Multilingual Folk Tale Database


Information

Author: Alexander Afanasyev - 1855

Translated into English
  by Kathleen Cook

Original title (Russian):
Правда и Кривда

Country of origin: Russia

Translations

English - aligned


Add a translation

Right and Wrong

Alexander Afanasyev / Kathleen Cook

In a certain realm there lived two peasants, Ivan and Naum. They made friends and set off together to look for work. On and on they went until they came to a prosperous village and hired themselves out to different masters. They worked for a week and met up on Sunday. "How much have you earned, brother?" asked Ivan. "The Lord has given me five rubles." "The Lord! He won't give you a brass farthing, if you don't earn it for yourself." "No, you are wrong, brother. Without the Lord's help you can do nothing, not even earn a farthing!" Thereupon they began to argue and at last agreed on this: "We'll both walk along the road and ask the first person we meet who is right. The one who loses must give all the money he has earned to the other." So off they went. They had barely gone twenty paces, when they met an evil spirit in human guise. They asked him their question, and he replied: "What you earn, you earn yourself. It's no good relying on the Lord. He won't give you a brass farthing!" So Naum gave all his money to Ivan and returned to his master empty-handed. Another week passed. The following Sunday the two men met again and had the same argument. Naum said: "Even though you took all my money last week, the Lord has given me more!" "Well," said Ivan, "if you really think that the Lord gave it to you and not that you earned it, let's ask the first person we meet again who is right. The one who is wrong must hand over all his money and lose his right arm." Naum consented.
Off they went along the road and met the evil spirit again, who gave the same answer as before. Ivan took his friend's money, cut off his right arm and left him there. Naum wondered what he would do now without an arm and who would feed him. But the Lord is merciful! He went to the river and lay down on the bank under a boat. "I'll spend the night here and decide what to do in the morning. Morning's wiser than evening."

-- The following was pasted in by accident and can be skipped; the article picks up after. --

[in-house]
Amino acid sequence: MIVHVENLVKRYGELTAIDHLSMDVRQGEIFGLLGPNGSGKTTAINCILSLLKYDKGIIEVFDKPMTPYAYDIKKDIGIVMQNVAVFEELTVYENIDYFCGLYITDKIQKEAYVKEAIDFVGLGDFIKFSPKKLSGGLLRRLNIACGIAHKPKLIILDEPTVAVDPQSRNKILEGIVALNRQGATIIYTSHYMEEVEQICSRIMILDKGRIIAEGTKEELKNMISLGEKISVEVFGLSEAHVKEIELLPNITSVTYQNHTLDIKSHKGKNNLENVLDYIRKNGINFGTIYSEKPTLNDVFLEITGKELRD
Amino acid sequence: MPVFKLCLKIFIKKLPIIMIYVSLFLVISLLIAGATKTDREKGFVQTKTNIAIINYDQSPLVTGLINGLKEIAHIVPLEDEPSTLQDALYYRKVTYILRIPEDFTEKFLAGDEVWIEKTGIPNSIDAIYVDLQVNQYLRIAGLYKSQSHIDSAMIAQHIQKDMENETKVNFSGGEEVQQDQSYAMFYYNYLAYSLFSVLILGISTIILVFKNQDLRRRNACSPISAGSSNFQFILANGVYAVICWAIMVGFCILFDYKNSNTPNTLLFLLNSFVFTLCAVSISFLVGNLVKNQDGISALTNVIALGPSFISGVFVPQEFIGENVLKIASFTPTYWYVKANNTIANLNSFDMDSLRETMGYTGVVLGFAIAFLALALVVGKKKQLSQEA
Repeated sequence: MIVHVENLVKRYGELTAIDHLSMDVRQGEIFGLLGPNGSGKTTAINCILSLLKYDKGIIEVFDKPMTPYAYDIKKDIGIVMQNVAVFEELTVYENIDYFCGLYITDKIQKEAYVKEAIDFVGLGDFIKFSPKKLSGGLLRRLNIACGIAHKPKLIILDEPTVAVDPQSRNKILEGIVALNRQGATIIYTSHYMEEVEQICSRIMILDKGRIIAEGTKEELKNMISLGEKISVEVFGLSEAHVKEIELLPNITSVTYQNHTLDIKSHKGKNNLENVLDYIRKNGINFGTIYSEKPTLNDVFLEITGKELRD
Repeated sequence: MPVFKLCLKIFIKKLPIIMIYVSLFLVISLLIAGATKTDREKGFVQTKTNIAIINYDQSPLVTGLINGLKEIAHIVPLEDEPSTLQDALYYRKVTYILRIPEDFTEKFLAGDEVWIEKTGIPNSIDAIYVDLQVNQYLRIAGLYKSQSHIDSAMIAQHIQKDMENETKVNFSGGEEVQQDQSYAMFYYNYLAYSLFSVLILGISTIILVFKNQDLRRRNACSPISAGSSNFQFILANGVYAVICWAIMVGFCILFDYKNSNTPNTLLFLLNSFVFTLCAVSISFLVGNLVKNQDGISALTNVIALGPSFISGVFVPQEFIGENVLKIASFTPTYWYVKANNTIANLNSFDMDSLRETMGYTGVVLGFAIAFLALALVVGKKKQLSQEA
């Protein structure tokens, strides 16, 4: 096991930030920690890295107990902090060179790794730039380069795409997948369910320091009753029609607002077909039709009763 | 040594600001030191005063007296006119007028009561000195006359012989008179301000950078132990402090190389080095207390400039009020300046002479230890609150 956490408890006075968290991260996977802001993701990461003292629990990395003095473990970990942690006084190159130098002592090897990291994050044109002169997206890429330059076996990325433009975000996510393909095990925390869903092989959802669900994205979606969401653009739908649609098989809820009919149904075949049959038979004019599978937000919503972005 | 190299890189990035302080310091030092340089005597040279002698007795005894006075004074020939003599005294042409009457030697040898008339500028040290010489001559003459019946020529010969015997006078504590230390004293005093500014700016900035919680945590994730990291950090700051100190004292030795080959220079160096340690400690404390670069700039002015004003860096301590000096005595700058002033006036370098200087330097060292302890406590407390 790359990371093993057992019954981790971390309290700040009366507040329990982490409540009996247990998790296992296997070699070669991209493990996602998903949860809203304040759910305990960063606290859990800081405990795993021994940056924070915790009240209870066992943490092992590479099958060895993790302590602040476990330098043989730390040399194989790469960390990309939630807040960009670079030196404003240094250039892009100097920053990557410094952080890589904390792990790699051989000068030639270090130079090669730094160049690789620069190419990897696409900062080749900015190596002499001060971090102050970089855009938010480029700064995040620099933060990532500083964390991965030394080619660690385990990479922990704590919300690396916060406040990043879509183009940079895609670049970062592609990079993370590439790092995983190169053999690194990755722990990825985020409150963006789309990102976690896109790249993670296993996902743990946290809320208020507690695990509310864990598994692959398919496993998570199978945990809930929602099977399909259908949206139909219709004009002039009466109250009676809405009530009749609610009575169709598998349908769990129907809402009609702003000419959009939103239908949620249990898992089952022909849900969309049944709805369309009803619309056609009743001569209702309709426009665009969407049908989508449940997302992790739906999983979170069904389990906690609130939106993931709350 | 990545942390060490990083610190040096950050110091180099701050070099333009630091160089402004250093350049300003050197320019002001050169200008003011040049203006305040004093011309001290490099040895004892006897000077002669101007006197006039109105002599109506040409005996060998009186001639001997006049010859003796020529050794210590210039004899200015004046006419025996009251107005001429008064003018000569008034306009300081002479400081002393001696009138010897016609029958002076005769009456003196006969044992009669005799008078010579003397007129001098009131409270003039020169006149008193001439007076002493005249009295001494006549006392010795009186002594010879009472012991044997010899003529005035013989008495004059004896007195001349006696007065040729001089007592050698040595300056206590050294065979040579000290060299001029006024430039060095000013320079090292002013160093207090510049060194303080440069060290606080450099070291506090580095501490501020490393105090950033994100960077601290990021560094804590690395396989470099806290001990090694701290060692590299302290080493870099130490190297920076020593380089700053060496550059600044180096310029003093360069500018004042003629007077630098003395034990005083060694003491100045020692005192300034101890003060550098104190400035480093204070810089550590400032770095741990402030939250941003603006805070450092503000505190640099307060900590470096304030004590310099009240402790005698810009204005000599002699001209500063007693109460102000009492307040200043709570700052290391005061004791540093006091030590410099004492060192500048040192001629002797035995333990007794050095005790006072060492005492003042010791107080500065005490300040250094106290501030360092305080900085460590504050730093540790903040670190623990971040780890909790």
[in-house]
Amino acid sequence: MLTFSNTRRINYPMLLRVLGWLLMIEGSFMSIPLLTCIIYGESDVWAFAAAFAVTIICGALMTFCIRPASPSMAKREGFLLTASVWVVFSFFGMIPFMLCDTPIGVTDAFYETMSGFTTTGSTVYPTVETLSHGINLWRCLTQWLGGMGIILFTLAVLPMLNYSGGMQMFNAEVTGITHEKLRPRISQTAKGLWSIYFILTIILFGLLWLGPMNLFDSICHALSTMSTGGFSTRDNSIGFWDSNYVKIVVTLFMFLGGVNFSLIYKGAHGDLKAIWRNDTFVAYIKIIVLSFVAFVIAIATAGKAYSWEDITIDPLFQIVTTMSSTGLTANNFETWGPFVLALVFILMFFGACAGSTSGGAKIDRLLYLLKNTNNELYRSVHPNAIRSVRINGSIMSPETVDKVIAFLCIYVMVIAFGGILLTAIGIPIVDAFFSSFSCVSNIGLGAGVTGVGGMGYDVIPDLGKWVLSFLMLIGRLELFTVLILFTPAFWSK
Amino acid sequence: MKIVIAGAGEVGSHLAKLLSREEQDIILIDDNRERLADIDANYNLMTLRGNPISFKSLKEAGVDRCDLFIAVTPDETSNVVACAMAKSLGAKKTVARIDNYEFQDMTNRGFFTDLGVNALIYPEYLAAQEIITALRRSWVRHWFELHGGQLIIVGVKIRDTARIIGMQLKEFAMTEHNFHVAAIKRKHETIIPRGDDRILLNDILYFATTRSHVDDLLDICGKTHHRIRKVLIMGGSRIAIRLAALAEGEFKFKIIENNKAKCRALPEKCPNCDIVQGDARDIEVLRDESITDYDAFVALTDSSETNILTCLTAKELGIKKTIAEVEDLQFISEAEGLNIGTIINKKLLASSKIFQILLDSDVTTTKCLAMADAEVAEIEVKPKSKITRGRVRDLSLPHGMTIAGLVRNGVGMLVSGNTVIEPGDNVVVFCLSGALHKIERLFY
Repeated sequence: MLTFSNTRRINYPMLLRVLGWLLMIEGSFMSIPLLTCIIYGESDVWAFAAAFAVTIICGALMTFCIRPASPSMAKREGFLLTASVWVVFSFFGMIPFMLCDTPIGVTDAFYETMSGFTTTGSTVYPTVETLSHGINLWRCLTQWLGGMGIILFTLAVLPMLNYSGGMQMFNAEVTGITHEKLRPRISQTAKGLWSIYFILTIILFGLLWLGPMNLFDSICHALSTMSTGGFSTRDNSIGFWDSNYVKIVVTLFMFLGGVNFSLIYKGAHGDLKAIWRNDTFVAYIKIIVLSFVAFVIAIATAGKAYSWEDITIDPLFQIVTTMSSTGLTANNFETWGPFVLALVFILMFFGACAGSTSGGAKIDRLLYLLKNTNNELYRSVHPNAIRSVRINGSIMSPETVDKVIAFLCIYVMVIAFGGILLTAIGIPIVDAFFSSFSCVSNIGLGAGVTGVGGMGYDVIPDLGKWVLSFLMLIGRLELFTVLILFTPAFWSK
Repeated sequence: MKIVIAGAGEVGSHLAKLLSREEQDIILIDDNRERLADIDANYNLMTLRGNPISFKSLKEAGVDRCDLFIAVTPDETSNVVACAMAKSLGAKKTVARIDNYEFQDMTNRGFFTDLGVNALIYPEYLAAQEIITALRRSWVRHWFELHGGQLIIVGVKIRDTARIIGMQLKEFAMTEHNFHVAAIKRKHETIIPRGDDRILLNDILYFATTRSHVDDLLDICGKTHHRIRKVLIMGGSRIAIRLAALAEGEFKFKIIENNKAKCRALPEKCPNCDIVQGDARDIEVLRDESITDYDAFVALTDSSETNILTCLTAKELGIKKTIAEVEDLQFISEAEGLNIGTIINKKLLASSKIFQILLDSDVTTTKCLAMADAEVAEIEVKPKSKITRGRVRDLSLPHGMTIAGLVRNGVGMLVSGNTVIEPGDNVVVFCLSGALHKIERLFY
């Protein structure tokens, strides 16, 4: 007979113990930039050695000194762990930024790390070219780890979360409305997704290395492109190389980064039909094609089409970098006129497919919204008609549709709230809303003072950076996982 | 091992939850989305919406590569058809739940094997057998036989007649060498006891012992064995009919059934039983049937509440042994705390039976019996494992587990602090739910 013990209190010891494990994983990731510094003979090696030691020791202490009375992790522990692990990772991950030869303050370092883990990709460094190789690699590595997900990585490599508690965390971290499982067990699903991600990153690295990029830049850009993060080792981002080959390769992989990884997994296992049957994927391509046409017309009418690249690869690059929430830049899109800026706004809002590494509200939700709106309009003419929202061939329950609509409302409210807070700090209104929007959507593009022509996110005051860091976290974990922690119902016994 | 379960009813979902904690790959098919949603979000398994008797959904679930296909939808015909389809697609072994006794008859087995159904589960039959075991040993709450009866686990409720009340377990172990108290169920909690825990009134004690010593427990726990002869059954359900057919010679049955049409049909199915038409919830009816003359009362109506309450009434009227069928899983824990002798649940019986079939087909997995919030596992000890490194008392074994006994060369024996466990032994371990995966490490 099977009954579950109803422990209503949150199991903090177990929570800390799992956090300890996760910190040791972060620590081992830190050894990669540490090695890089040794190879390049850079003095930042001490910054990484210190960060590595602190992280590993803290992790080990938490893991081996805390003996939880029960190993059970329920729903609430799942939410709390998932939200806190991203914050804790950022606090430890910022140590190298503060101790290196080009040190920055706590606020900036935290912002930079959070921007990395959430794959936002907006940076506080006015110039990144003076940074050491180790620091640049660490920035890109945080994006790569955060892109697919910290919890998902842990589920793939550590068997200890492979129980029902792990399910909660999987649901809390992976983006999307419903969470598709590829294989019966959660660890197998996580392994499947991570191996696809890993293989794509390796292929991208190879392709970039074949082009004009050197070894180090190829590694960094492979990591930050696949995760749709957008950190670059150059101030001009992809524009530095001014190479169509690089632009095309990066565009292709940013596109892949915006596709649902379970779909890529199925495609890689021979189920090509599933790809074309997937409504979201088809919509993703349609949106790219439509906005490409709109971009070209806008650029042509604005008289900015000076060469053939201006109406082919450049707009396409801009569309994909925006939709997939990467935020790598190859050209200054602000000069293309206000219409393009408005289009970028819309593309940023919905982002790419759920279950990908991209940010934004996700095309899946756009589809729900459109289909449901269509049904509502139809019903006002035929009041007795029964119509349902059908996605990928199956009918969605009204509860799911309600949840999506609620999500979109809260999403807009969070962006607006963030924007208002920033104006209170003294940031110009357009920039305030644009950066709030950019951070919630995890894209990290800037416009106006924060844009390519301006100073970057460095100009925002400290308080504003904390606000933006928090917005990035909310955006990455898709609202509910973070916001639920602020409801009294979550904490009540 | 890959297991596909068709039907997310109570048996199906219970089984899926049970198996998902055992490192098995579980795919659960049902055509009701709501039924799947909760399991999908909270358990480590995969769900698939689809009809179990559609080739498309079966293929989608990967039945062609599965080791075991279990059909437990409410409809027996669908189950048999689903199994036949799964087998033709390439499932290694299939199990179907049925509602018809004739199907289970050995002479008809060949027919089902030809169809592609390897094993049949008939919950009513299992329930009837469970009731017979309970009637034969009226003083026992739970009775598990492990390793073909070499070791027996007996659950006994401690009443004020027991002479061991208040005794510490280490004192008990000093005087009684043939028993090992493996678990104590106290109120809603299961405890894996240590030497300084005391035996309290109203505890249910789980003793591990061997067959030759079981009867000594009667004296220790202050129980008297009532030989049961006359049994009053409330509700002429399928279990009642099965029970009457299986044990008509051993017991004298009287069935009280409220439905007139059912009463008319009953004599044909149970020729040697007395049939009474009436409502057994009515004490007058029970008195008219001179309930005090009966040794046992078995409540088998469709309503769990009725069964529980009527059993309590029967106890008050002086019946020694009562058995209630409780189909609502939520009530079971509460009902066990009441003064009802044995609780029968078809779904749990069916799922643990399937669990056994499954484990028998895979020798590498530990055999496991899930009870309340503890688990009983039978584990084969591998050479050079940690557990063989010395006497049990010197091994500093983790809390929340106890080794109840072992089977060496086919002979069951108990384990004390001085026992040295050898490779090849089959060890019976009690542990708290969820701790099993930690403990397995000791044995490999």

At the stroke of midnight a host of evil spirits assembled in the boat and began to boast of the mischief they had wrought. One said: "I gave false judgement in a quarrel between two men, and the man who was right had his arm cut off." To which another replied: "That's nothing! He need only roll in the dew three times and his arm will grow again!" "I put the evil eye on a rich man's only daughter and she's almost wasted away!" bragged a third. "Listen to that!" sneered a fourth. "Anyone who feels sorry for the man can easily cure his daughter. Just get hold of such-and-such a plant, boil it up and bathe her in the water. She'll be as fit as a fiddle!" "I know a man who built a water mill and
has worked hard for years, all for nothing. As soon as he finishes the weir, I make a hole in it and let the water out..." "Your miller's a fool!" scoffed a sixth evil spirit. "He should line the weir with brushwood and throw a sheaf of hay in when the water begins to run out: that would be the end of you!"
Naum overheard all this. The next day he made his right arm grow again, fixed the miller's weir and cured the rich man's daughter. The miller and the rich man rewarded him generously, and he began to prosper. One day he met his old friend, who was most surprised and asked him how he had made his money and got his right arm back. Naum told him the whole story, concealing nothing. Ivan listened and thought: "Why don't I do the same and get even richer!" He went to the river and lay down on the bank under the boat. At midnight the evil spirits assembled. "Someone must be eavesdropping, brothers," said one of them. "That man's arm has grown again, the rich man's daughter is cured, and the weir is working properly."
They rushed to look under the boat, found Ivan and made mincemeat of him. And so the biter was bit!